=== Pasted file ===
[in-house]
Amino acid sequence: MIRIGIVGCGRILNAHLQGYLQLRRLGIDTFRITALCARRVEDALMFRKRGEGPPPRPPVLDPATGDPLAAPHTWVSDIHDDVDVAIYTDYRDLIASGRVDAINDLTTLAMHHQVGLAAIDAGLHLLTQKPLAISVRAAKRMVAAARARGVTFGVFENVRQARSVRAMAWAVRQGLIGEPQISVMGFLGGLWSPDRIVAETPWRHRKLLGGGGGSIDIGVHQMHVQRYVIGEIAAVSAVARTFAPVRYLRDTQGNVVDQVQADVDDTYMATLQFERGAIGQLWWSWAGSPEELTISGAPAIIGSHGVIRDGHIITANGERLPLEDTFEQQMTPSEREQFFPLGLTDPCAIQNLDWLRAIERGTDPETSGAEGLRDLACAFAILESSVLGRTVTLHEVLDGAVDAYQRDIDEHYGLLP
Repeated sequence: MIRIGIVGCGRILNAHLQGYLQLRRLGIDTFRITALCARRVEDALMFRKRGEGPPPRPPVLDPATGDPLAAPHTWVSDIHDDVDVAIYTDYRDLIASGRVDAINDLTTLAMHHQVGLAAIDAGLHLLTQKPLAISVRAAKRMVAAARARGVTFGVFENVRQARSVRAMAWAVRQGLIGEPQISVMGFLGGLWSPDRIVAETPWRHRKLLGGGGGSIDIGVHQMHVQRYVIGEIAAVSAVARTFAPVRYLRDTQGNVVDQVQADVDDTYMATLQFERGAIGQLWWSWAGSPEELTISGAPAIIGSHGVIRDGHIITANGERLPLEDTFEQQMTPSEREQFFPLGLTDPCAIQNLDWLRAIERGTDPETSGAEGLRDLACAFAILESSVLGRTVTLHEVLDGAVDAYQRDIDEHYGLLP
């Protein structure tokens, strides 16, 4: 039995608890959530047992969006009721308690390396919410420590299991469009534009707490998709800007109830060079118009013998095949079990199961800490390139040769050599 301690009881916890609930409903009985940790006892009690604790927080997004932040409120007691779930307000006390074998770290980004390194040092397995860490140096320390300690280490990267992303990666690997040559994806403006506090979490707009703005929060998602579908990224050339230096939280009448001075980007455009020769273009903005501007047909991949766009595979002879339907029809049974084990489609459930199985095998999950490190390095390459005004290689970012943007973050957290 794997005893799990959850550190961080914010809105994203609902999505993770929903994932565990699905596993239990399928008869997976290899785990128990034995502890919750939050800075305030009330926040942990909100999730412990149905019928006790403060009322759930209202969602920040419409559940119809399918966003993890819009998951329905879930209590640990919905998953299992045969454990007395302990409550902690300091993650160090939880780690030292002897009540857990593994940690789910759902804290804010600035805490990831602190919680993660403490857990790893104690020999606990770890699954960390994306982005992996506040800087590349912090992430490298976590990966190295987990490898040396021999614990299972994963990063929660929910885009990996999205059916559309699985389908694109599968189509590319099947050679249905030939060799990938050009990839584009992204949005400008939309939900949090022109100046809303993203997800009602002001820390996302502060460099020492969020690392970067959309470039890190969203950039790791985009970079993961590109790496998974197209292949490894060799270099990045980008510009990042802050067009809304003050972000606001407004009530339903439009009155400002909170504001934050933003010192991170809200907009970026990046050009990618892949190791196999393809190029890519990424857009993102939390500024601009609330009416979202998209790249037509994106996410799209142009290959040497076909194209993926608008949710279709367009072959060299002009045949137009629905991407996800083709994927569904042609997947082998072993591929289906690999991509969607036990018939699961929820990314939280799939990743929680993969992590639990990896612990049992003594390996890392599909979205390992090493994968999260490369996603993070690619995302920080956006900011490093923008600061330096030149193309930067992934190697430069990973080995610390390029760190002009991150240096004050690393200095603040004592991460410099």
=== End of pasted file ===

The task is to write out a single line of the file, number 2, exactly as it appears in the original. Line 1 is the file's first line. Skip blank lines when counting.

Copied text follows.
Amino acid sequence: MIRIGIVGCGRILNAHLQGYLQLRRLGIDTFRITALCARRVEDALMFRKRGEGPPPRPPVLDPATGDPLAAPHTWVSDIHDDVDVAIYTDYRDLIASGRVDAINDLTTLAMHHQVGLAAIDAGLHLLTQKPLAISVRAAKRMVAAARARGVTFGVFENVRQARSVRAMAWAVRQGLIGEPQISVMGFLGGLWSPDRIVAETPWRHRKLLGGGGGSIDIGVHQMHVQRYVIGEIAAVSAVARTFAPVRYLRDTQGNVVDQVQADVDDTYMATLQFERGAIGQLWWSWAGSPEELTISGAPAIIGSHGVIRDGHIITANGERLPLEDTFEQQMTPSEREQFFPLGLTDPCAIQNLDWLRAIERGTDPETSGAEGLRDLACAFAILESSVLGRTVTLHEVLDGAVDAYQRDIDEHYGLLP